Asian Black Butterfly Wings Inspire 3D-Printed Solar Cell Research

Published by , October 20, 2017 12:37 pm

(3Ders.org)  Researchers from Caltech and Germany’s Karlsruhe Institute of Technology took inspiration from the structure of a butterfly’s wings to design innovative solar panels that can more efficiently absorb light. The black butterfly, officially known as Pachliopta aristolochiae, a member of the Lepidoptera family of insects is a native of South and Southeast Asia, and it has a unique wing structure that could lead to the development of more efficient small photovoltaic cells. Its wings are covered by tiny scales, which can harvest sunlight over a wide range of different angles and wavelengths.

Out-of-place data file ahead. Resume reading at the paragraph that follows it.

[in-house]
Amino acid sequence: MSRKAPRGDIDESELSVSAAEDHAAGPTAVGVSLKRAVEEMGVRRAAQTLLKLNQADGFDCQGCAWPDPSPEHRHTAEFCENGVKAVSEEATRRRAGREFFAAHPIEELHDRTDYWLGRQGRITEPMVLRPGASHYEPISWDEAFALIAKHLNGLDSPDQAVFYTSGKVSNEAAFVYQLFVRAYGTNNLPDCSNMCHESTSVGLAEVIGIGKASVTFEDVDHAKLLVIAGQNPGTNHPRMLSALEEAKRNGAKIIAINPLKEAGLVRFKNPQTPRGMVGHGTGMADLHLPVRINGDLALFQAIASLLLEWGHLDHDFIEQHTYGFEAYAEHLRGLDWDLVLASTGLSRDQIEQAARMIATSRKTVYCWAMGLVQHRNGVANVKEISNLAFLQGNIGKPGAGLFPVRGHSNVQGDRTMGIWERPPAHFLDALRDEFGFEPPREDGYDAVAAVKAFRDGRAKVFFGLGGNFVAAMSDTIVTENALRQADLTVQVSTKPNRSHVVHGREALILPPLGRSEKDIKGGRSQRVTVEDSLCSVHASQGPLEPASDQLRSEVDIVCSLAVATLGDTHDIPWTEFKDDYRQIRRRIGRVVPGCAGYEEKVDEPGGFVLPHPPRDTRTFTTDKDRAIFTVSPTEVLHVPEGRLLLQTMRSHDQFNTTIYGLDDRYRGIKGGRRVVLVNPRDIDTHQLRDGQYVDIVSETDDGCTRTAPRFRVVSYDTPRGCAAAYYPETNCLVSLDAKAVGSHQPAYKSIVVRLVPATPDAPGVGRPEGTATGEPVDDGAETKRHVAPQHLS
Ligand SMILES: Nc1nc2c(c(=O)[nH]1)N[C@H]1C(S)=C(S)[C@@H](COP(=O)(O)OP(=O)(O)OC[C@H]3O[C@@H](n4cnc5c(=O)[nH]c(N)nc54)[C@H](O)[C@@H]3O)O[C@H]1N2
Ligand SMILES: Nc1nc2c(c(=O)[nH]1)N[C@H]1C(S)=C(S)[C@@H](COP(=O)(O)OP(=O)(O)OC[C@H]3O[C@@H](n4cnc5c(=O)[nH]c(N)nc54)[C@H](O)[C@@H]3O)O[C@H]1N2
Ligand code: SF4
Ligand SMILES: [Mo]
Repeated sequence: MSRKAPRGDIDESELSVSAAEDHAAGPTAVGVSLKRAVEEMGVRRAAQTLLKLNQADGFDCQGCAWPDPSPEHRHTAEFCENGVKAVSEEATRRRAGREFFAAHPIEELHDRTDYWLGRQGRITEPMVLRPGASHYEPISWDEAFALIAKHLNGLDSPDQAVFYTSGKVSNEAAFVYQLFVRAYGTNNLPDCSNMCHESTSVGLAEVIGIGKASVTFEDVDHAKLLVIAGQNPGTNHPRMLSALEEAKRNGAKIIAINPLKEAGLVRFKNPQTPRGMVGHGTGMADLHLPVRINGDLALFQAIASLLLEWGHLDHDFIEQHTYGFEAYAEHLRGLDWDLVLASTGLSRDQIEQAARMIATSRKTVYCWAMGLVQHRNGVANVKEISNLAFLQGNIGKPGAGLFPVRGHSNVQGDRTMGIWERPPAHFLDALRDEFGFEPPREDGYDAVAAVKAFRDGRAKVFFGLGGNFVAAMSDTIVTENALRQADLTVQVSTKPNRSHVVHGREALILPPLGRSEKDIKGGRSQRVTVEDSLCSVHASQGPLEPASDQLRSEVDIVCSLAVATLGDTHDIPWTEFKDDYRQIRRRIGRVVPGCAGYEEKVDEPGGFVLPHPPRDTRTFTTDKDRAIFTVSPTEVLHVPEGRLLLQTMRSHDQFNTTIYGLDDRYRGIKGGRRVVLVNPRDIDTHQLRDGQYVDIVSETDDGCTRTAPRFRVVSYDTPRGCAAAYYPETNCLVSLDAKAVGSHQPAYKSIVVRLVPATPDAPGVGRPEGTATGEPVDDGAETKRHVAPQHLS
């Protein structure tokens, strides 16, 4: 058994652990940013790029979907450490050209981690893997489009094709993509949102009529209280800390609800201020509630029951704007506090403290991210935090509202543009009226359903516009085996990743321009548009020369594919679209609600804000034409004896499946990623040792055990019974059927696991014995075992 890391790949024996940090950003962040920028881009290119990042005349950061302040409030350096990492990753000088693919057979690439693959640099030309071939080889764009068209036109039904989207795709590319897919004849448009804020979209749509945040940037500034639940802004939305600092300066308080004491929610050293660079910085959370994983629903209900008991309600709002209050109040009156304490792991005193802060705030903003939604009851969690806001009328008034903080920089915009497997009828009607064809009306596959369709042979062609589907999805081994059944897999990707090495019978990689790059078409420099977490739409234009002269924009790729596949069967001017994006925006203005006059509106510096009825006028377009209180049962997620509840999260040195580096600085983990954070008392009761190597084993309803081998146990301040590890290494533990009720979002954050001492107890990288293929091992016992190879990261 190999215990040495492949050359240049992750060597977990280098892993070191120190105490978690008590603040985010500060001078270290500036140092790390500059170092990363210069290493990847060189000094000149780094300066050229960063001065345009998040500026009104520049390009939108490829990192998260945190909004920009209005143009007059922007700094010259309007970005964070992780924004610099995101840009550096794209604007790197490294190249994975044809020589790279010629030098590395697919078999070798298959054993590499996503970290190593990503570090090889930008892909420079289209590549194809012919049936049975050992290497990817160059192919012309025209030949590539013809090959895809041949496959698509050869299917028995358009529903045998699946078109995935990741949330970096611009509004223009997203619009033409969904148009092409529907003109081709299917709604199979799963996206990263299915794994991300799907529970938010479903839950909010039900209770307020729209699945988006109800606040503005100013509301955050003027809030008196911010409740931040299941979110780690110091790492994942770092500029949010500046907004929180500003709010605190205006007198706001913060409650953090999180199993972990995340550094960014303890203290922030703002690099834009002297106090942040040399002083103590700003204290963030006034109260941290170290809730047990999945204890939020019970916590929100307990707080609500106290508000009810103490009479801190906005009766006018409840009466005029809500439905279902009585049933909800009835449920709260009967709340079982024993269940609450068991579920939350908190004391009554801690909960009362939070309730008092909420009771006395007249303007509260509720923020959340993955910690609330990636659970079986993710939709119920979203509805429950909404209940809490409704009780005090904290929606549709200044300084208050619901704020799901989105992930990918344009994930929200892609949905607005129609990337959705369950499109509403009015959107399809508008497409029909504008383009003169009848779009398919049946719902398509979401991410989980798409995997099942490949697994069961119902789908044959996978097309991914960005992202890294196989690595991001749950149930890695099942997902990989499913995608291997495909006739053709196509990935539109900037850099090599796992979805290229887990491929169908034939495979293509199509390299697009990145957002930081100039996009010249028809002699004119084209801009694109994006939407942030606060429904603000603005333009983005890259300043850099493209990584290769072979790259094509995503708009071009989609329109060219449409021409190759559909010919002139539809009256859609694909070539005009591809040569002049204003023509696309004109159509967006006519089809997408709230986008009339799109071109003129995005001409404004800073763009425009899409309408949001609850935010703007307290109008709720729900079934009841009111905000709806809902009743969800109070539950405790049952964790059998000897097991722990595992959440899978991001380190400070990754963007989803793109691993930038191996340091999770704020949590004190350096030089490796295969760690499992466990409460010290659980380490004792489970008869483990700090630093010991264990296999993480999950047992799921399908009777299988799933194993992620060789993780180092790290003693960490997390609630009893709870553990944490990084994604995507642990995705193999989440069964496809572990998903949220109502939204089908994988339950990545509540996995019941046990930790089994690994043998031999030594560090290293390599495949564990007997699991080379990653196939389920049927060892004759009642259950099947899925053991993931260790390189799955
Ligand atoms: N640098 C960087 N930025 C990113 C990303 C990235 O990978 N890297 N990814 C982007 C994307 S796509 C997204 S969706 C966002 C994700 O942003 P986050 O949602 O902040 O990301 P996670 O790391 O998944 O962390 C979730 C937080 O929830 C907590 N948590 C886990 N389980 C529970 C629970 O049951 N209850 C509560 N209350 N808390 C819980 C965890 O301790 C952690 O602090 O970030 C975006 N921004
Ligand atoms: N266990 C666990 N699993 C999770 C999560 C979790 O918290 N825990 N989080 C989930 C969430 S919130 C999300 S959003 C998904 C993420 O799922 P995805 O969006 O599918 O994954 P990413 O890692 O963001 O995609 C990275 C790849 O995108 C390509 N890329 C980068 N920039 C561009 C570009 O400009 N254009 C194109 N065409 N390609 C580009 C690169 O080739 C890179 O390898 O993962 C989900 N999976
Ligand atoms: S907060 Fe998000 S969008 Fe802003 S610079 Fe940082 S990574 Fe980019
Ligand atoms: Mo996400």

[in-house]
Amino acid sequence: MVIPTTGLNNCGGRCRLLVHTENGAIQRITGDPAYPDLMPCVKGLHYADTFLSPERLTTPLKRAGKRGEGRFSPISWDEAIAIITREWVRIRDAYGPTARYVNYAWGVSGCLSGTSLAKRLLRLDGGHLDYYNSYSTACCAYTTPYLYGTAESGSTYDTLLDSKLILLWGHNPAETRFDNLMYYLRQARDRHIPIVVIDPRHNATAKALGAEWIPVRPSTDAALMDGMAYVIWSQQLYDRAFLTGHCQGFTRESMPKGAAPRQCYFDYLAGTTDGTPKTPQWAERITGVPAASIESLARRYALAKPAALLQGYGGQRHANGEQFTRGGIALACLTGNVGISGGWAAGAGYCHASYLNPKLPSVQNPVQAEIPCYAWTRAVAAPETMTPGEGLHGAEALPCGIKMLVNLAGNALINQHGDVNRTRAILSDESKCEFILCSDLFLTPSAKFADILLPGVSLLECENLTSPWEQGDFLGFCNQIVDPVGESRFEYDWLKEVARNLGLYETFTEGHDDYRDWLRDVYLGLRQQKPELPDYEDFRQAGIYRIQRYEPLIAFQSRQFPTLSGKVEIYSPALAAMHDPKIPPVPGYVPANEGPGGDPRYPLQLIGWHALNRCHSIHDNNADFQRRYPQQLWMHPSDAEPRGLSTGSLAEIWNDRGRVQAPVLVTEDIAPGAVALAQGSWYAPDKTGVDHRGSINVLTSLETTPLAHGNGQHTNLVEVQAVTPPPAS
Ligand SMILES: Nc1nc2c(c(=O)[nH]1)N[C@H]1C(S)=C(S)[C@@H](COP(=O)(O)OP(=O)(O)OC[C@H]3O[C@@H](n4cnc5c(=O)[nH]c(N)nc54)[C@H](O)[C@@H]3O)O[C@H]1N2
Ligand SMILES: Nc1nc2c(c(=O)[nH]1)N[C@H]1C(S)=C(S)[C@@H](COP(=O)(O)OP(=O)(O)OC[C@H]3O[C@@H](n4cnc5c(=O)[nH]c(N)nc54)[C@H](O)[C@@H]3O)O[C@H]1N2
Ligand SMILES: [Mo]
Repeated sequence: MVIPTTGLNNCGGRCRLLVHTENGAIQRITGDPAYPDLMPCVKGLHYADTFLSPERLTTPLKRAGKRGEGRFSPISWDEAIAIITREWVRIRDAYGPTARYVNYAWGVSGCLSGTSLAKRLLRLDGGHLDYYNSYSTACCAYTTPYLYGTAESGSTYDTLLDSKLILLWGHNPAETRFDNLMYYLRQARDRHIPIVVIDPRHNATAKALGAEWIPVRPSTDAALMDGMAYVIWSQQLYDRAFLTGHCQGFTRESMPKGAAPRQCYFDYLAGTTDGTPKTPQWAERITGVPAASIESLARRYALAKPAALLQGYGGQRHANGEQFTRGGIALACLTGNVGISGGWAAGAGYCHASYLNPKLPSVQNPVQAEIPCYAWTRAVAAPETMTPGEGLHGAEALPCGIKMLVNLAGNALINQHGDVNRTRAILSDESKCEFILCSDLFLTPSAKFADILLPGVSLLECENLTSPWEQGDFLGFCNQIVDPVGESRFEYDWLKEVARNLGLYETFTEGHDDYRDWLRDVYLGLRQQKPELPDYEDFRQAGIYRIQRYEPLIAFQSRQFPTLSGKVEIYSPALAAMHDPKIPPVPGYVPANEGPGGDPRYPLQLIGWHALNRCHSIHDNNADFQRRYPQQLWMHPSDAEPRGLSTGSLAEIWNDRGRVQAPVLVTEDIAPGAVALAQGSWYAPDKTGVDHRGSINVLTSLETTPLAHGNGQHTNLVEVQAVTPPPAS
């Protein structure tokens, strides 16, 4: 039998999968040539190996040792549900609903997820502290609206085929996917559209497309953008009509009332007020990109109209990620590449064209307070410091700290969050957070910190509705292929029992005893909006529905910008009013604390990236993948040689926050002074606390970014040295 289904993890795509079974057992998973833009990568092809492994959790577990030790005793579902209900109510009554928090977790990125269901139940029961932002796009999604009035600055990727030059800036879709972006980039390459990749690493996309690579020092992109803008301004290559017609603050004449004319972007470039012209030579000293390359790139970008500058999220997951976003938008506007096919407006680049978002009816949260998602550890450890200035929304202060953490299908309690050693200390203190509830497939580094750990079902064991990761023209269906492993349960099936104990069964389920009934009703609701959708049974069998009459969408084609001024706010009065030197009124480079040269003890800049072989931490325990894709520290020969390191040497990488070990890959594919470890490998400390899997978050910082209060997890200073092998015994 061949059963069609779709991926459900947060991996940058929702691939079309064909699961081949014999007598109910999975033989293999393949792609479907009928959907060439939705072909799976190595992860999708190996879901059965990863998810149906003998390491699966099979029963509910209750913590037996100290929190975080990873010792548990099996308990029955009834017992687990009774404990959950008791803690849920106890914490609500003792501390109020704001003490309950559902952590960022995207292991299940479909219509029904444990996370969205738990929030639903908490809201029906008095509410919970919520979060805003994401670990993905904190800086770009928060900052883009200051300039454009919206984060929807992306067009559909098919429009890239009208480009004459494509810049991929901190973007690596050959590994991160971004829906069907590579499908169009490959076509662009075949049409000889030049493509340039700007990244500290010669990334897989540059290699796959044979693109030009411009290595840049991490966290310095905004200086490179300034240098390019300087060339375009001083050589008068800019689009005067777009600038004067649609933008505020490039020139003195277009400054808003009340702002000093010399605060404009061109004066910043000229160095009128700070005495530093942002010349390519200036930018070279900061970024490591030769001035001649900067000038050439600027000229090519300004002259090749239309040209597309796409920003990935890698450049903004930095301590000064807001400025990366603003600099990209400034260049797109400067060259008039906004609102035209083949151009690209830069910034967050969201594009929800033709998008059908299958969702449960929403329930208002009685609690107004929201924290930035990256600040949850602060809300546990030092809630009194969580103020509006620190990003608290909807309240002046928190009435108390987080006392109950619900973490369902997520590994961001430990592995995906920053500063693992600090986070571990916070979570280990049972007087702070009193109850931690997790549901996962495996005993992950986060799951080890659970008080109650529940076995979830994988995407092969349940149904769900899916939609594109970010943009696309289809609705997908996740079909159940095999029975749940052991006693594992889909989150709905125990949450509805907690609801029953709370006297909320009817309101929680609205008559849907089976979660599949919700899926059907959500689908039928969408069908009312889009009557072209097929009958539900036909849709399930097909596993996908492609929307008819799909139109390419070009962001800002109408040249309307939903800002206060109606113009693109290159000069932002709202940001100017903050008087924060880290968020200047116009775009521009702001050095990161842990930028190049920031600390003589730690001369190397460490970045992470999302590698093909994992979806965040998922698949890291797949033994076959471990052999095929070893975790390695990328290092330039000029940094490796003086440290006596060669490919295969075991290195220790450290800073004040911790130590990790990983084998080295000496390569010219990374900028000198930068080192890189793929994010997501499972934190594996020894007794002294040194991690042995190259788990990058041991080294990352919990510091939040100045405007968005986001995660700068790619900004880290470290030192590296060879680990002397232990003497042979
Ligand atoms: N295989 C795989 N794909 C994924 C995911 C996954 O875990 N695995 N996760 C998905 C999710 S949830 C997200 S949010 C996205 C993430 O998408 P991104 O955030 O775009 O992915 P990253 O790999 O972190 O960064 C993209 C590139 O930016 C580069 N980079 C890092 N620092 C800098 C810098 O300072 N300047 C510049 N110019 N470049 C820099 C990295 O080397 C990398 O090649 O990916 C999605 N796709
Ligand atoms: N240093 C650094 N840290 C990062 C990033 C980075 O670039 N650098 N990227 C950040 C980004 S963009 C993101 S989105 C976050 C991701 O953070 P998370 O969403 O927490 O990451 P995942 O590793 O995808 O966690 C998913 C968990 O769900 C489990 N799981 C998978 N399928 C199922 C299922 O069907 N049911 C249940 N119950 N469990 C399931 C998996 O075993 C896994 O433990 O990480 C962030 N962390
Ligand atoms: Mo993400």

Inspired by the butterfly’s physiology and by 3D printing techniques, Siddique and his team decided to create a virtual 3D model of the insect’s wings, based on microscopic images of them. They then calculated the light absorption capacity that these wings would have, in order to better understand their optical properties. After this, the next logical step was to make some solar cells out of silicone that mimicked the wing’s scaly nanohole structure. Tests were then carried out on these panels, showing a light absorption increase of 200 per cent compared to previous structures.

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